“Production design had chosen the locations for the look, of course, but the location became a character as well. With the URSA Mini Pro 12K we had a camera that could do justice to that vibrancy, nuance and subtlety in the autumnal colours in that forest. Especially when you're grading, it feels like you see a lot more subtlety. When you're looking at the actor’s face, you can see the sky colour reflected on her forehead.”
Choosing a compression setting for the shoot was also critical for data management and highlighted some of the differences between Blackmagic RAW and other codecs. “I used the Blackmagic RAW Constant Quality ‘Q’ settings, recording most of the film at Q3. At 12K, Q3 records about one terabyte an hour and had the look he wanted for the project.
“The Constant Quality settings are interesting because the bitrate floats, with a bracket between low and high, and it isn’t based on motion – it's based on focus. So, if something is out of focus, it uses less data, and if it's in focus, it uses more. It was interesting to realise and work that out. However, I never really felt like I ran into the wall of the compression itself.”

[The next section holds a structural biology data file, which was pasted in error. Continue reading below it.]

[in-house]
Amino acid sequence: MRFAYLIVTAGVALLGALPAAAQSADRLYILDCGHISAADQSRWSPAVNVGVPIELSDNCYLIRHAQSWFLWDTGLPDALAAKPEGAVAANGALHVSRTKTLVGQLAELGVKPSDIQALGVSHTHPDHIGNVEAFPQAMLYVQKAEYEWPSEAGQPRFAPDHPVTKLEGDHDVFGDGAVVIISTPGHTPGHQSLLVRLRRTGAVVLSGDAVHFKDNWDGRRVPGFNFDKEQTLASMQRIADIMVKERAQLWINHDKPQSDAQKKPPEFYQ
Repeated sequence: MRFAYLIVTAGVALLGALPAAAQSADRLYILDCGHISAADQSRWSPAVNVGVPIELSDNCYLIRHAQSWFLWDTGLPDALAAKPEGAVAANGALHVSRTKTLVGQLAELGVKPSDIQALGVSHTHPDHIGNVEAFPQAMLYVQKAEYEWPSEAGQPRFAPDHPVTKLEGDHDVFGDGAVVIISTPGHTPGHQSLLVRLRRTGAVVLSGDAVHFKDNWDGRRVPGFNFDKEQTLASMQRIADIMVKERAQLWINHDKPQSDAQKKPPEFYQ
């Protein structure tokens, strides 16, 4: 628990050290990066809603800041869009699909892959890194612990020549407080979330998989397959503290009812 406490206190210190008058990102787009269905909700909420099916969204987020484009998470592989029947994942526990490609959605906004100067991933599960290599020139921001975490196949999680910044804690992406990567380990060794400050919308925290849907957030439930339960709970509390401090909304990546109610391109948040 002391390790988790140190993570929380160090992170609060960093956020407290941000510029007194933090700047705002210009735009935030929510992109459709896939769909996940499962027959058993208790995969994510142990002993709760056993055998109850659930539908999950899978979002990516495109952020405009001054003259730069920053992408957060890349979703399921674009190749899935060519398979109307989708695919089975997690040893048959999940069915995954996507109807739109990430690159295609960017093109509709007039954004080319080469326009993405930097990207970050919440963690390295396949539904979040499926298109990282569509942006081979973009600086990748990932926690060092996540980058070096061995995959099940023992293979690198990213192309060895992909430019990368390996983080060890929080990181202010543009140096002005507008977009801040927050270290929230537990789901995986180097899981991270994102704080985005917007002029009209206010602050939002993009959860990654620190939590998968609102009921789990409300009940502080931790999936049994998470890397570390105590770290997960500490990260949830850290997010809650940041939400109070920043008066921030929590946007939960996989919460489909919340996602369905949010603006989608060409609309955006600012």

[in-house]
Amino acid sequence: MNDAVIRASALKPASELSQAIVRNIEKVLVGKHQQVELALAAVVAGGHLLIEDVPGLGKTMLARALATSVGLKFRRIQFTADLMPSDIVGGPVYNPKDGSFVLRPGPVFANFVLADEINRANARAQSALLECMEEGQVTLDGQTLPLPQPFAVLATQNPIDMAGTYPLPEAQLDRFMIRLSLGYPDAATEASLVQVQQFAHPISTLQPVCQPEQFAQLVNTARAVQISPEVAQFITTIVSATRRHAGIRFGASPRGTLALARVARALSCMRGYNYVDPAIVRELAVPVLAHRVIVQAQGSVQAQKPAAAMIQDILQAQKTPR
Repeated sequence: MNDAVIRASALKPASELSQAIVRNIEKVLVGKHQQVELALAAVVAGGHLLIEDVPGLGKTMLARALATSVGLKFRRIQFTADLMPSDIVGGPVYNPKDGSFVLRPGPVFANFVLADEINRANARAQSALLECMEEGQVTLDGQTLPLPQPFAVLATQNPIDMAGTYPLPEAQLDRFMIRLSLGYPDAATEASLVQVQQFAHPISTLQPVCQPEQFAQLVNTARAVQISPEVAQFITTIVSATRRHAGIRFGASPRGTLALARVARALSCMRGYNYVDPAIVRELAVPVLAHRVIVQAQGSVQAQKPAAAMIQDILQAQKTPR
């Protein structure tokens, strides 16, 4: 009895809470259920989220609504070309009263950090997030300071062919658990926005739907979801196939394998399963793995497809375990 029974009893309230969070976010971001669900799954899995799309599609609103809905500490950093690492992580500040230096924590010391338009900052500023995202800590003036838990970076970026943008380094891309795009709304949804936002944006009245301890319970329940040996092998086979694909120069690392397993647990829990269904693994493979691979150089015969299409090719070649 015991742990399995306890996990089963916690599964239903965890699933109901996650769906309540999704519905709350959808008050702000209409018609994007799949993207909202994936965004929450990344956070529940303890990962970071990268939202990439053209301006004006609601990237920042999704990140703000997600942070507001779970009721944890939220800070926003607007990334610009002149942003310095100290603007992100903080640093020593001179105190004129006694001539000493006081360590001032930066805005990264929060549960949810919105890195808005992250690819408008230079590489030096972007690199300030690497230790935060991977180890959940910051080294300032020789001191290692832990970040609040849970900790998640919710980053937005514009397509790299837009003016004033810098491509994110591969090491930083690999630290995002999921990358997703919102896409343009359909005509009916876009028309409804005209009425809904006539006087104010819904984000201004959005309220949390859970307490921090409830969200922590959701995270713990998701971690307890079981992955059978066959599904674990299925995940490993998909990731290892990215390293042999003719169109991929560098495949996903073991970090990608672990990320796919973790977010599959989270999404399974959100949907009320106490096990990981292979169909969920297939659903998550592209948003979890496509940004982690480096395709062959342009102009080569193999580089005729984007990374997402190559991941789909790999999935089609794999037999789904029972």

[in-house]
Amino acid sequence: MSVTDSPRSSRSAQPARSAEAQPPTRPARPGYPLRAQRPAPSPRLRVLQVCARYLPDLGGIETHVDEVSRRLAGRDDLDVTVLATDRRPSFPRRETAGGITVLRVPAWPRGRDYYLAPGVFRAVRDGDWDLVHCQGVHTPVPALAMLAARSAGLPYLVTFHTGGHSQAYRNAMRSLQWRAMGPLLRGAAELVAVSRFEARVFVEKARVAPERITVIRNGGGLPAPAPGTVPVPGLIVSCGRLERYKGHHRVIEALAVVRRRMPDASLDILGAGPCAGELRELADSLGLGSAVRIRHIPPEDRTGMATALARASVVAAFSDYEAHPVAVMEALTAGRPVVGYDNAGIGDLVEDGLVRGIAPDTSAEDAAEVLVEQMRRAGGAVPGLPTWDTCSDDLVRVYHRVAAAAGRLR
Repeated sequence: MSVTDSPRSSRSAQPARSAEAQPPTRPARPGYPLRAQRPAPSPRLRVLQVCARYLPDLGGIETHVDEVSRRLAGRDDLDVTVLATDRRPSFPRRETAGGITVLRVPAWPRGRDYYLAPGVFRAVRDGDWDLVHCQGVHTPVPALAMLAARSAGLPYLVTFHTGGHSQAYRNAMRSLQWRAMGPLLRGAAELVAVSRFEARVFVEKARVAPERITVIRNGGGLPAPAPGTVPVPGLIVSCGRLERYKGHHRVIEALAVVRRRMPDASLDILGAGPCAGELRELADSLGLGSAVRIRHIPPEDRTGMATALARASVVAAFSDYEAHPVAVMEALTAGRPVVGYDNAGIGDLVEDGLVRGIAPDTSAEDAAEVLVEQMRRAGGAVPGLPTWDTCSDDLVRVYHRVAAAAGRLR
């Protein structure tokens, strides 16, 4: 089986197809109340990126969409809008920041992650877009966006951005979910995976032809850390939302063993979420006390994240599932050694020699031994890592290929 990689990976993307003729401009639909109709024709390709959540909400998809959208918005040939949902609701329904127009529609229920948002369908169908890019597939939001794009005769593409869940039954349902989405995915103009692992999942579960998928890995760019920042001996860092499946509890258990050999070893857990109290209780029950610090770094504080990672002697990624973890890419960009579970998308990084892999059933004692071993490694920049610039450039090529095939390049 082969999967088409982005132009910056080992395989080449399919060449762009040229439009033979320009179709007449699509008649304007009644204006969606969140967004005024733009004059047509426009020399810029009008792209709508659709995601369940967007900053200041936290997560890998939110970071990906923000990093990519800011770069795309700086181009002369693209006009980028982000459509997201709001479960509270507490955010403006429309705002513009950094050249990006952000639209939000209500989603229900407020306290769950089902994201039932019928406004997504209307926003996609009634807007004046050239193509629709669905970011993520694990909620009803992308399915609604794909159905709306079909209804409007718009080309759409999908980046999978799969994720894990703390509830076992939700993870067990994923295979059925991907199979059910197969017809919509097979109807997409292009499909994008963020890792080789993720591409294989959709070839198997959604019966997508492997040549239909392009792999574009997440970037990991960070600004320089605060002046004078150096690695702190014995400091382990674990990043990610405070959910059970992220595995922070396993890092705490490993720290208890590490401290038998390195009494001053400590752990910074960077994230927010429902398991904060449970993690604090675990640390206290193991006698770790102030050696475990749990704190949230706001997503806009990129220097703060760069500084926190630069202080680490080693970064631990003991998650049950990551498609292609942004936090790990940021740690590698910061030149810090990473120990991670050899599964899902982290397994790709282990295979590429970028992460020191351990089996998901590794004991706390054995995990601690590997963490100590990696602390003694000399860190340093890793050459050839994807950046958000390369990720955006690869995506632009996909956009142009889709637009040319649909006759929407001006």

The URSA Mini Pro 12K’s compactness, economics and resolution, and its ease-of-use when shooting handheld or on the ARRI head, had attracted John and Phillip, but the results achieved from the RAW workflow were in fact the best reason to use the camera. Phillip attended the premiere at the Toronto International Film Festival, and said the film looked amazing on the big screen.
The film premieres in theatres and on demand on 25 February 2022. www.blackmagicdesign.com